In 1979, Sergey Brin's family emigrated from Russia to the United States (read Sergey Brin's IP profile). His father became a professor at the University of Maryland, and his mother Eugenia, a NASA computer scientist. Sergey grew up to become the cofounder of Google in 1998 with friend and dorm mate Larry Page. With all the family's successes, not to mention their escape from Jewish persecution in Cold War Russia, no amount of success or money could help the family escape the onset of Eugenia's Parkinson's symptoms at the age of 49…or could it?
It was 1997 when Eugenia began showing symptoms of Parkinson's, it was a year before Sergey was to be catapulted into the annals of American history. A decade later, Brin was a bona fide billionaire and decided to undergo genetic testing to discover if he too had the Parkinson's gene mutation known as LRRK2. He did. Sergey had been donating to Parkinson's causes since 2005, predominately the Michael J. Fox Foundation for Parkinson's Research. In one year alone, Brin donated $61.9 million to Fox's foundation alone.
Once Brin discovered he carried the mutant gene, he revved up his giving and funneled $132 million toward the Parkinson's research. Throwing money around and telling other people to "make do" isn't all Brin is doing.
Sergey is a heavy contributor to his biotech analyst/biologist wife's company, 23andMe. The company studies personal genomics and biotechnology and is named after the 23 pairs of chromosomes in a human cell. 23andMe has developed and marketed a personal human genome test kit available for anyone who would like to explore his or her own genes. The cost of the kit a mere $99. The company focuses heavily on Parkinson's research.
The genius part of Mrs. Google's company is that the genes recorded in 23andMe's database, Sergey's included, are available and accessible for researchers and scientists around the globe. Worldwide access to information — that sounds familiar doesn't it? Hopefully the research — which, as many Big Pharma companies are cutting their brain disease research funds, could not have come at a better time — has as much success as Google.
on 2012-09-05 18:38 by Jack Grauer
Why did Herb Albert get into philanthropy? To make amends for the damage he did to the American art world during his career as an abstract expressionist painter (Punch line pictured below).
No, but seriously folks, trumpet extraordinaire and "A" of A&M Records Herb Alpert began a foundation during the 1980's with the intention of supporting arts-related schools and musicians involved with the jazz scene. The foundation espouses the philosophy that the best way to keep trouble-prone kids on the right path is to get them involved with a community by any means necessary. They fund programs that remove obstructions preventing the "most at-risk institutionalized teens from the foster care and juvenile justice systems" from getting involved with the arts.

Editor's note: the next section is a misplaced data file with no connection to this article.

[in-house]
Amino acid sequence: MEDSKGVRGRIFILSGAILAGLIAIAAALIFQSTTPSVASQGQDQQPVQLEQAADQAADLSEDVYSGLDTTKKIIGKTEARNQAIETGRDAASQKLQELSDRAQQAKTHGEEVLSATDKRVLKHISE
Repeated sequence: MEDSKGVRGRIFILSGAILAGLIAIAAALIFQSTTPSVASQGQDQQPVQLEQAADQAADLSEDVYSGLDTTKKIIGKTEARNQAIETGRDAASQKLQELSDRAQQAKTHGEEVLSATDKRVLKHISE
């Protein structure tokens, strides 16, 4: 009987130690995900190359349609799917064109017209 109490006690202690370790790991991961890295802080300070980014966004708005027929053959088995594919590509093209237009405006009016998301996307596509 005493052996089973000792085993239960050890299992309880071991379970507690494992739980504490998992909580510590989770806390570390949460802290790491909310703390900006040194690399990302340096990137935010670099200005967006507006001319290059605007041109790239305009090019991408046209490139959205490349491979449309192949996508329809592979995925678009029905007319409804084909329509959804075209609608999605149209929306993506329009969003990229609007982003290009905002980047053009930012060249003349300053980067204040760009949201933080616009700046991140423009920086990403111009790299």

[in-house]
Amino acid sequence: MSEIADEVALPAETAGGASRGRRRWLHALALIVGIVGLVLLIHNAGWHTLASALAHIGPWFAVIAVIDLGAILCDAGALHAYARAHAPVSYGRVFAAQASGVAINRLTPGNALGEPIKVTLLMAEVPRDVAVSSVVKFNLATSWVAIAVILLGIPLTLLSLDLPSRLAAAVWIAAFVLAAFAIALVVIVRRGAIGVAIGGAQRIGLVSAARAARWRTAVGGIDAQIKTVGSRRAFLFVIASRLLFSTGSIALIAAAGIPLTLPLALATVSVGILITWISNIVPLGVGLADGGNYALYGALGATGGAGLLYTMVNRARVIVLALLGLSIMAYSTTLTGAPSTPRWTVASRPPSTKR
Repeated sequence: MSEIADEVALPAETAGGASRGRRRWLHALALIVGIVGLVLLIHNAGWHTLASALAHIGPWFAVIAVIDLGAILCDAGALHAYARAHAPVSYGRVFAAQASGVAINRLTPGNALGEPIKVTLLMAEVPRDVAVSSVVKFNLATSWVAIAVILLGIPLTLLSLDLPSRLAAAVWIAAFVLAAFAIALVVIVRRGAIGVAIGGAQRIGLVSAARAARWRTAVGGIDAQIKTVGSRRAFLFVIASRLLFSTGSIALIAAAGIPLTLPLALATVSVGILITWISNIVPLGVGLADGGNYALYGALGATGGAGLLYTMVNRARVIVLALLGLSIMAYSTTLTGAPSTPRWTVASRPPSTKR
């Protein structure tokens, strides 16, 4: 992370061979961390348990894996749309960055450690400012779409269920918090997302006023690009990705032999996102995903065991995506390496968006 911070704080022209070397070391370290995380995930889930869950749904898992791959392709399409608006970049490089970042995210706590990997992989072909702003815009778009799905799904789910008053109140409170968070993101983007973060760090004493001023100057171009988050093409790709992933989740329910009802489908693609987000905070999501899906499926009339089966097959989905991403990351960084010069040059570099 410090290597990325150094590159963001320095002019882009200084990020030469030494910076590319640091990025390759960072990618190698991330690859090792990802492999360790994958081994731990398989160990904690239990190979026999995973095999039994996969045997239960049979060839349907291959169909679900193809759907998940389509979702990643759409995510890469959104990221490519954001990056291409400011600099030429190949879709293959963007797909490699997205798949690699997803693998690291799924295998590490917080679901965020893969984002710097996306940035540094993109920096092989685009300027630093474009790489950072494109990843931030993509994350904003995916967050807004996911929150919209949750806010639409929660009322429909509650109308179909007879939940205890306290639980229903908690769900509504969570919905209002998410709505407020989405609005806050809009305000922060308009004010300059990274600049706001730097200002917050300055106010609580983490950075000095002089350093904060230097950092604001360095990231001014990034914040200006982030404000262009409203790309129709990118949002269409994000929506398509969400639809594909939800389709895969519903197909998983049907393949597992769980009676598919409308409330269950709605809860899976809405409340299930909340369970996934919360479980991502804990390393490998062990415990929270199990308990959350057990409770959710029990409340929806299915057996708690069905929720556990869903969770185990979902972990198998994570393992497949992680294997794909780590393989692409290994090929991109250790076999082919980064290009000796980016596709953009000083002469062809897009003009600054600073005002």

Generally Alpert's foundation gives grants in the neighborhood of $500,000 to $1.5 million to programs that place a strong emphasis on providing creative opportunities for students. In 2005, they kicked $1.5 million to a district called Lawndale, located in Santa Monica, California, to set up what the press release termed a "sequential" art education program for students that spans five years. The grant also supports professional training for teachers to help them integrate arts-related activities in other subjects. The grant also helped to develop a partnership between the Lawndale school district and P.S. Arts: a program that gives practicing artists a chance to teach in primary schools.
UCLA opened the Herbert Albert School of Music with the help of $10 million from the Alpert foundation in 2007. Like the program at Lawndale, UCLA's music program places a lot of emphasis on de-isolating arts teaching from other subjects in favor of a "holistic approach to training students," according to Timothy Rice, the program's inaugural director.
When the Harlem School of the Arts (HSA) shut its doors in April of 2010, a member from their board of directors said anything short of divine intervention couldn't change the fact that "the reality is bleak" for the school. The Herb Alpert Foundation showed up on cue with a $500,000 Christmas miracle along with several other donors. In terms of geography, the money to save HSA was a fluke. Otherwise The Alpert Foundation circulates money almost exclusively in and around LA proper.
If the investments discussed above convey anything about The Alpert Foundation's values, they are primarily interested in programs and initiatives that "apply" arts to other types of teaching, and favor an interdisciplinary pedagogy.